How do we compare to others in our industry? Where do we have relatively high or low exposure to disruption from machine learning?
The founders of Second Machine Age Technologies are the trusted experts in understanding how digital innovations improve and disrupt businesses. They have conducted path-breaking research, written bestsellers, and shown the world how the industrial era is rapidly giving way to the second machine age.
Erik Brynjolfsson is Director of the MIT Initiative on the Digital Economy, Schussel Family Professor at the MIT Sloan School, and Research Associate at the NBER. He is among the most cited researchers in information systems and economics and his work has been recognized with Ten Best Paper Awards and five patents. At MIT, he teaches popular courses on the Economics of Information and the Analytics Lab. A graduate of Harvard and MIT, he has served on the boards of both Fortune 500 companies and start-ups.
Andrew McAfee is the Co-Founder and Co-Director of the Initiative on the Digital Economy and a Principal Research Scientist at the MIT Sloan School of Management. Throughout his career at MIT and Harvard, he has studied how digital technologies are changing the business world. His book More From Less: How We Finally Learned to Prosper Using Fewer Resources – and What Happens Next was published by Scribner in the fall of 2019. He has advised many companies, governments, and international organizations.
Daniel Rock is a researcher at the Initiative on the Digital Economy and the MIT Sloan School of Management. His research focuses on the economic impact of digital technologies on markets, companies, and the Future of Work. Daniel received his Ph.D. from MIT. Beginning in July 2020, he will be a professor at the Wharton School of the University of Pennsylvania.
McAfee and Brynjolfsson are the only people named to both the Thinkers50 list of the world’s top management thinkers and the Politico 50 group of people transforming American politics.
Their books together include the New York Times bestseller The Second Machine Age: Work, Progress and Prosperity in a Time of Brilliant Technologies and Machine, Platform, Crowd: Harnessing Our Digital Future.
Our offerings are based on research published in Science, Harvard Business Review, and other top publications. We have extended this work to create proprietary algorithms, datasets, and analytic techniques, all of which we continually refine.
We build upward from the task and skill level to understand which job categories, functions, business units, and geographies are most (and least) likely to be affected by increasingly powerful machine learning technologies.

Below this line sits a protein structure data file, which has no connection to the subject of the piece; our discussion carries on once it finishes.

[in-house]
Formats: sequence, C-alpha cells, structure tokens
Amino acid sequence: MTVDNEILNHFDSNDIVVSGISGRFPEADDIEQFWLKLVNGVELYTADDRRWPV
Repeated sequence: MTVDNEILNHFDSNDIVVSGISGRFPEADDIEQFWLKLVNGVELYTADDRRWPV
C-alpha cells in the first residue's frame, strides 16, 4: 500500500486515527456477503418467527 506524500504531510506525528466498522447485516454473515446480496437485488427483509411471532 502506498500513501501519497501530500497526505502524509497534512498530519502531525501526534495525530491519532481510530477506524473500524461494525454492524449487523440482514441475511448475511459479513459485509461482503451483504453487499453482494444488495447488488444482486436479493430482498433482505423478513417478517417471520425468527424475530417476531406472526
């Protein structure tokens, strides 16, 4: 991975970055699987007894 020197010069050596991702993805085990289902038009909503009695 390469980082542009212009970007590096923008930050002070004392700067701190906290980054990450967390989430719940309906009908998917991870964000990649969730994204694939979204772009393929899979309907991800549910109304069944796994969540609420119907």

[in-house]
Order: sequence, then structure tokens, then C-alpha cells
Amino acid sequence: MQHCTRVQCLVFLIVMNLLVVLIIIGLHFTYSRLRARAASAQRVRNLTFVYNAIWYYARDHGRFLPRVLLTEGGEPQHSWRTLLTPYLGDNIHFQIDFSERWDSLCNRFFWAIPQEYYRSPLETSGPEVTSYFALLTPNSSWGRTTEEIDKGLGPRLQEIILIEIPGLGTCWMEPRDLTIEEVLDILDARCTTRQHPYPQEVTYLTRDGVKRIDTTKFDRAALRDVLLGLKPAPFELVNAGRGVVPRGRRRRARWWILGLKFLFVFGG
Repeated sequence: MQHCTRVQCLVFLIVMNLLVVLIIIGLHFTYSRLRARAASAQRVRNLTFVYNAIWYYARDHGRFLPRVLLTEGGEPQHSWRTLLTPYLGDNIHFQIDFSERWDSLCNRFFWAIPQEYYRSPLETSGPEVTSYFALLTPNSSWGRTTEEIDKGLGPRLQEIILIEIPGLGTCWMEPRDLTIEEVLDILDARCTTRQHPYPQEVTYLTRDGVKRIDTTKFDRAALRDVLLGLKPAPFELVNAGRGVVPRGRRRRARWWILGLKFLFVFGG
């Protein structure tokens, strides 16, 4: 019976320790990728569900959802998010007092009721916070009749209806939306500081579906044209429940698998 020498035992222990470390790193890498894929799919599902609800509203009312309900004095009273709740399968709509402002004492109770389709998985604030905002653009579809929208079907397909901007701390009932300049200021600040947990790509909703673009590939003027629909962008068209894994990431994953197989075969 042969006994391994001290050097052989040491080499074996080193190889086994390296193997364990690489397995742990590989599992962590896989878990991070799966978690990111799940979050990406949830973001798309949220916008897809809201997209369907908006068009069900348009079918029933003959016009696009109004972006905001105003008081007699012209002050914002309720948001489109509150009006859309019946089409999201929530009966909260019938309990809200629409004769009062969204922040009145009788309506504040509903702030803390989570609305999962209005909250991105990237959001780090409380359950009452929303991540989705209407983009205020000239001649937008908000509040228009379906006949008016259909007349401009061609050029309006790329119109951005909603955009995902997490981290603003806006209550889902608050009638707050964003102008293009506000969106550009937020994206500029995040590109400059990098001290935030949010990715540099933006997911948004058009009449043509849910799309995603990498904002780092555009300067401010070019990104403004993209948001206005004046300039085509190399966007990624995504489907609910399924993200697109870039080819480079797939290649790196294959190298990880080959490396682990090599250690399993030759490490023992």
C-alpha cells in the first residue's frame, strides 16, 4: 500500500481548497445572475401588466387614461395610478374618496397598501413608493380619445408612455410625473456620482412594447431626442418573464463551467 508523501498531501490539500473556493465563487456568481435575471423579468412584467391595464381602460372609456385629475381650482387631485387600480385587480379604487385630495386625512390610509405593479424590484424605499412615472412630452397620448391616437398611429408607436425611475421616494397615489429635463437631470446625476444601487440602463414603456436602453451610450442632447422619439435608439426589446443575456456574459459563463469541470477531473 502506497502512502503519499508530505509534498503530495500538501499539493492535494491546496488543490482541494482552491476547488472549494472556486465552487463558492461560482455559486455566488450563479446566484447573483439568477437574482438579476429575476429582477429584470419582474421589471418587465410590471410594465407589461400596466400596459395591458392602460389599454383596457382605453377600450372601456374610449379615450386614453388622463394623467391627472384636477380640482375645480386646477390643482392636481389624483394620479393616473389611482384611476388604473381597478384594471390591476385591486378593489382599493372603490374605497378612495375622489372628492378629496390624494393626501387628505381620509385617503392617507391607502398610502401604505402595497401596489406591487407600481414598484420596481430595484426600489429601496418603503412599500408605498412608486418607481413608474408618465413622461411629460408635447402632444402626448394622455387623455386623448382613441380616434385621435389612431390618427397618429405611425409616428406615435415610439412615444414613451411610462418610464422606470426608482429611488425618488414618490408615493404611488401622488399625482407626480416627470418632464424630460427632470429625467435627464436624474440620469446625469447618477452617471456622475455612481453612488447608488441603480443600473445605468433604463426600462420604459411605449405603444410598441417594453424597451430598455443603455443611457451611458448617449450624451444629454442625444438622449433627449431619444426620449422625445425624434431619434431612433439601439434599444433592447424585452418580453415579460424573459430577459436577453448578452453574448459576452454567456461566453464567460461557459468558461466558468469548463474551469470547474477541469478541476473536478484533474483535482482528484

What Can Machine Learning Do? Workforce Implications
Science, December 2017
“The recent wave of supervised learning systems have already had considerable economic impact. The ultimate scope and scale of further advances in ML may rival or exceed that of earlier general-purpose technologies like the internal combustion engine or electricity. These advances not only increased productivity directly but, more important, triggered waves of complementary innovations in machines, business organization, and even the broader economy. Individuals, businesses, and societies that made the right complementary investments—for instance, in skills, resources, and infrastructure— thrived as a result, whereas others not only failed to participate in the full benefits but in some cases were made worse off.”
The Business of Artificial Intelligence. What it can – and cannot – do for your organization
Harvard Business Review, July 2017
“AI won’t replace managers, but managers who use AI will replace those who don’t.”
“[…] AI is poised to have a transformational impact, on the scale of earlier general-purpose technologies. Although it is already in use in thousands of companies around the world, most big opportunities have not yet been tapped. The effects of AI will be magnified in the coming decade, as manufacturing, retailing, transportation, finance, health care, law, advertising, insurance, entertainment, education, and virtually every other industry transform their core processes and business models to take advantage of machine learning. The bottleneck now is in management, implementation, and business imagination.”
What Can Machines Learn and What Does It Mean for Occupations and the Economy?
AEA Papers and Proceedings, May 2018
“Automation technologies have historically been the key driver of increased industrial productivity. They have also disrupted employment and the wage structure systematically. However, our analysis suggests that ML will affect very different parts of the workforce than earlier waves of automation.”